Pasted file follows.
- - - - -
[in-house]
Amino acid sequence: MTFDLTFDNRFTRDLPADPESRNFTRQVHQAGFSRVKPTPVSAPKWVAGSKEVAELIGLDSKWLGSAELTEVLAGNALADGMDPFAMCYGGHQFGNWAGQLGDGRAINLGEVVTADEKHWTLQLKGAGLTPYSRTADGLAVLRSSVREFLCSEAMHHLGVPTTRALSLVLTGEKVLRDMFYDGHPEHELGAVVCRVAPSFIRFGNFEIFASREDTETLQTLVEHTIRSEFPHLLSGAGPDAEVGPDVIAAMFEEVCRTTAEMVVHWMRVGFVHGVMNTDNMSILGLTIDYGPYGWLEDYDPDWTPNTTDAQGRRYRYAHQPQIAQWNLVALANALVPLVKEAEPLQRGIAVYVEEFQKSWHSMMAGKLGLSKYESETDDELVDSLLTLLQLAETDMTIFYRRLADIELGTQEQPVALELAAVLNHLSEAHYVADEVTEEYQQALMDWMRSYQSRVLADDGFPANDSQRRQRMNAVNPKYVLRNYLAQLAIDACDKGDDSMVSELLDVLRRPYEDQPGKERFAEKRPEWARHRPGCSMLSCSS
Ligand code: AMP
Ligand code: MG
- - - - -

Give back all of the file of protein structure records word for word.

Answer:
[in-house]
Amino acid sequence: MTFDLTFDNRFTRDLPADPESRNFTRQVHQAGFSRVKPTPVSAPKWVAGSKEVAELIGLDSKWLGSAELTEVLAGNALADGMDPFAMCYGGHQFGNWAGQLGDGRAINLGEVVTADEKHWTLQLKGAGLTPYSRTADGLAVLRSSVREFLCSEAMHHLGVPTTRALSLVLTGEKVLRDMFYDGHPEHELGAVVCRVAPSFIRFGNFEIFASREDTETLQTLVEHTIRSEFPHLLSGAGPDAEVGPDVIAAMFEEVCRTTAEMVVHWMRVGFVHGVMNTDNMSILGLTIDYGPYGWLEDYDPDWTPNTTDAQGRRYRYAHQPQIAQWNLVALANALVPLVKEAEPLQRGIAVYVEEFQKSWHSMMAGKLGLSKYESETDDELVDSLLTLLQLAETDMTIFYRRLADIELGTQEQPVALELAAVLNHLSEAHYVADEVTEEYQQALMDWMRSYQSRVLADDGFPANDSQRRQRMNAVNPKYVLRNYLAQLAIDACDKGDDSMVSELLDVLRRPYEDQPGKERFAEKRPEWARHRPGCSMLSCSS
Ligand code: AMP
Ligand code: MG